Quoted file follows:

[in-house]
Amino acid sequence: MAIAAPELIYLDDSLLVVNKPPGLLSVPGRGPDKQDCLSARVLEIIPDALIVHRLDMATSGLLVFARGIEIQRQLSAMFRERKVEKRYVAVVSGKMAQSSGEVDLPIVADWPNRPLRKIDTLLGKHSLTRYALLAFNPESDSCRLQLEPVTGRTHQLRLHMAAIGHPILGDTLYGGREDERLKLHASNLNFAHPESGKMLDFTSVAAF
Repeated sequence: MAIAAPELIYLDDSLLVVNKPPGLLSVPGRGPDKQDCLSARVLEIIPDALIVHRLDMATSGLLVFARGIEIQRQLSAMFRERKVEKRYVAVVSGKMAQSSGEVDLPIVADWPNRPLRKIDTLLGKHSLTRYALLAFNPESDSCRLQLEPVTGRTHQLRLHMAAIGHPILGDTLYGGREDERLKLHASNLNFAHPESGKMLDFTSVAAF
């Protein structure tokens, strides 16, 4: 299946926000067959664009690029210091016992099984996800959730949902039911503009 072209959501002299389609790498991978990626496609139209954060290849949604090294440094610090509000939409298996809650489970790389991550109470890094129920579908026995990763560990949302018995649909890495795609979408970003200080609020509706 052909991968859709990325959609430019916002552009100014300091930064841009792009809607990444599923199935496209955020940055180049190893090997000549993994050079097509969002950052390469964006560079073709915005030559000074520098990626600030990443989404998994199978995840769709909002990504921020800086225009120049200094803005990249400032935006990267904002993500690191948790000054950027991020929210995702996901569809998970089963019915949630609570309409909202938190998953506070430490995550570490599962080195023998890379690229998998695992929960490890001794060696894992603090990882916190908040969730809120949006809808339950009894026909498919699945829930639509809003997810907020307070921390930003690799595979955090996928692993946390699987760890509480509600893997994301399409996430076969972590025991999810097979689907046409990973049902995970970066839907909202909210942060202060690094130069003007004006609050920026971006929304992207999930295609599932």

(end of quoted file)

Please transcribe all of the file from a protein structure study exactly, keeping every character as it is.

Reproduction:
[in-house]
Amino acid sequence: MAIAAPELIYLDDSLLVVNKPPGLLSVPGRGPDKQDCLSARVLEIIPDALIVHRLDMATSGLLVFARGIEIQRQLSAMFRERKVEKRYVAVVSGKMAQSSGEVDLPIVADWPNRPLRKIDTLLGKHSLTRYALLAFNPESDSCRLQLEPVTGRTHQLRLHMAAIGHPILGDTLYGGREDERLKLHASNLNFAHPESGKMLDFTSVAAF
Repeated sequence: MAIAAPELIYLDDSLLVVNKPPGLLSVPGRGPDKQDCLSARVLEIIPDALIVHRLDMATSGLLVFARGIEIQRQLSAMFRERKVEKRYVAVVSGKMAQSSGEVDLPIVADWPNRPLRKIDTLLGKHSLTRYALLAFNPESDSCRLQLEPVTGRTHQLRLHMAAIGHPILGDTLYGGREDERLKLHASNLNFAHPESGKMLDFTSVAAF
């Protein structure tokens, strides 16, 4: 299946926000067959664009690029210091016992099984996800959730949902039911503009 072209959501002299389609790498991978990626496609139209954060290849949604090294440094610090509000939409298996809650489970790389991550109470890094129920579908026995990763560990949302018995649909890495795609979408970003200080609020509706 052909991968859709990325959609430019916002552009100014300091930064841009792009809607990444599923199935496209955020940055180049190893090997000549993994050079097509969002950052390469964006560079073709915005030559000074520098990626600030990443989404998994199978995840769709909002990504921020800086225009120049200094803005990249400032935006990267904002993500690191948790000054950027991020929210995702996901569809998970089963019915949630609570309409909202938190998953506070430490995550570490599962080195023998890379690229998998695992929960490890001794060696894992603090990882916190908040969730809120949006809808339950009894026909498919699945829930639509809003997810907020307070921390930003690799595979955090996928692993946390699987760890509480509600893997994301399409996430076969972590025991999810097979689907046409990973049902995970970066839907909202909210942060202060690094130069003007004006609050920026971006929304992207999930295609599932």